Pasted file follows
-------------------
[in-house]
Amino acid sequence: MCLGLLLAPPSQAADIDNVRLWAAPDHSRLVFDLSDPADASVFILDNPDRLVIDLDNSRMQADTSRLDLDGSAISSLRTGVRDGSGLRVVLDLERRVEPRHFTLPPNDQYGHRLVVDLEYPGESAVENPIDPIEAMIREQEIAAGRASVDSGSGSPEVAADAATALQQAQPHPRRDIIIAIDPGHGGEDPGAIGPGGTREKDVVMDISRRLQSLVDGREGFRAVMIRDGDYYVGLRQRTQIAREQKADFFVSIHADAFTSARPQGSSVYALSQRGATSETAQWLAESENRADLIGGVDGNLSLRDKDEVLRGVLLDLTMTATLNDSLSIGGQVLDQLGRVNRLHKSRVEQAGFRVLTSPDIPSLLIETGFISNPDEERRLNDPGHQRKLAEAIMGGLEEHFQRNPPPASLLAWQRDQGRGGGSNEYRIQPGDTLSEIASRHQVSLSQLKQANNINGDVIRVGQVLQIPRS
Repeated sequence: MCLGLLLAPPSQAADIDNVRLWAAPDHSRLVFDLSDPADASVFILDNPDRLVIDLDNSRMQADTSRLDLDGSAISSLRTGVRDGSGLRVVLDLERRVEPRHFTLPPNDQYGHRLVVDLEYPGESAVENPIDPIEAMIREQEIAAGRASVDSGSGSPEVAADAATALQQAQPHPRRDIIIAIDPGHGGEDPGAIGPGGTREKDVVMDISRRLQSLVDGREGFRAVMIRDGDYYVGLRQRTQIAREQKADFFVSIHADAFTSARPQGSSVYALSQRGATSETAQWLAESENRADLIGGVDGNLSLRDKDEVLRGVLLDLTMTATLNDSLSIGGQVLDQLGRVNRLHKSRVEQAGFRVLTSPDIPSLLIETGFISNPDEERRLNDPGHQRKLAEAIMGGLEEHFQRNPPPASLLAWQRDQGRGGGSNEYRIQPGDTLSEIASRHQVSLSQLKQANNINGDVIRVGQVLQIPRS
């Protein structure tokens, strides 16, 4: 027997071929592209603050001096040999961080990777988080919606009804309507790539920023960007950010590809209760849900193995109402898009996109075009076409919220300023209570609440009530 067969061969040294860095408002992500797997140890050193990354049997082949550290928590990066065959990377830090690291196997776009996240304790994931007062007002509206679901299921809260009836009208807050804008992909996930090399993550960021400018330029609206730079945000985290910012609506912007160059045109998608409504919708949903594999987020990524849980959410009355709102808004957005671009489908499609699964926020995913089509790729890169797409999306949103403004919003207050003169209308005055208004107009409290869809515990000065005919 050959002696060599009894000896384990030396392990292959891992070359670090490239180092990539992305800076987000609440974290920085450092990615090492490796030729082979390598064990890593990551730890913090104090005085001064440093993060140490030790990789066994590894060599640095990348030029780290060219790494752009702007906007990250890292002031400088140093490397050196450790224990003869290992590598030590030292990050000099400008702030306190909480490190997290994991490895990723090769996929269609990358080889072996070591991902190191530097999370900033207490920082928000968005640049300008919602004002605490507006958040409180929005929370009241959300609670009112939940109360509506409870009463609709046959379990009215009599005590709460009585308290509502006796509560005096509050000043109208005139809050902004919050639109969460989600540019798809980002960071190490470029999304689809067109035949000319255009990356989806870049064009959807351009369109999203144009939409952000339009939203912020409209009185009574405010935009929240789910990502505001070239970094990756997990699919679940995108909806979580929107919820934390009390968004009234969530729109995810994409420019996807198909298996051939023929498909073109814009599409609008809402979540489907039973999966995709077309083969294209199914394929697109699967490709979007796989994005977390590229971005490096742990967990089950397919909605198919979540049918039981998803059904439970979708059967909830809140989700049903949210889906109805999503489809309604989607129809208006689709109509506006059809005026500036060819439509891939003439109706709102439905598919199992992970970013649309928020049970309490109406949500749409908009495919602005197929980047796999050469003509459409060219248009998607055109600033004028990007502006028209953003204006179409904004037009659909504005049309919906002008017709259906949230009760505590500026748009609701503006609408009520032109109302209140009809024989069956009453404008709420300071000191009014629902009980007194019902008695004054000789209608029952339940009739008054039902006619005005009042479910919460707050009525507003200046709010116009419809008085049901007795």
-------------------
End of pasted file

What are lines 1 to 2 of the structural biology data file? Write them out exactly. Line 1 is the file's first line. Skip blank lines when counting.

[in-house]
Amino acid sequence: MCLGLLLAPPSQAADIDNVRLWAAPDHSRLVFDLSDPADASVFILDNPDRLVIDLDNSRMQADTSRLDLDGSAISSLRTGVRDGSGLRVVLDLERRVEPRHFTLPPNDQYGHRLVVDLEYPGESAVENPIDPIEAMIREQEIAAGRASVDSGSGSPEVAADAATALQQAQPHPRRDIIIAIDPGHGGEDPGAIGPGGTREKDVVMDISRRLQSLVDGREGFRAVMIRDGDYYVGLRQRTQIAREQKADFFVSIHADAFTSARPQGSSVYALSQRGATSETAQWLAESENRADLIGGVDGNLSLRDKDEVLRGVLLDLTMTATLNDSLSIGGQVLDQLGRVNRLHKSRVEQAGFRVLTSPDIPSLLIETGFISNPDEERRLNDPGHQRKLAEAIMGGLEEHFQRNPPPASLLAWQRDQGRGGGSNEYRIQPGDTLSEIASRHQVSLSQLKQANNINGDVIRVGQVLQIPRS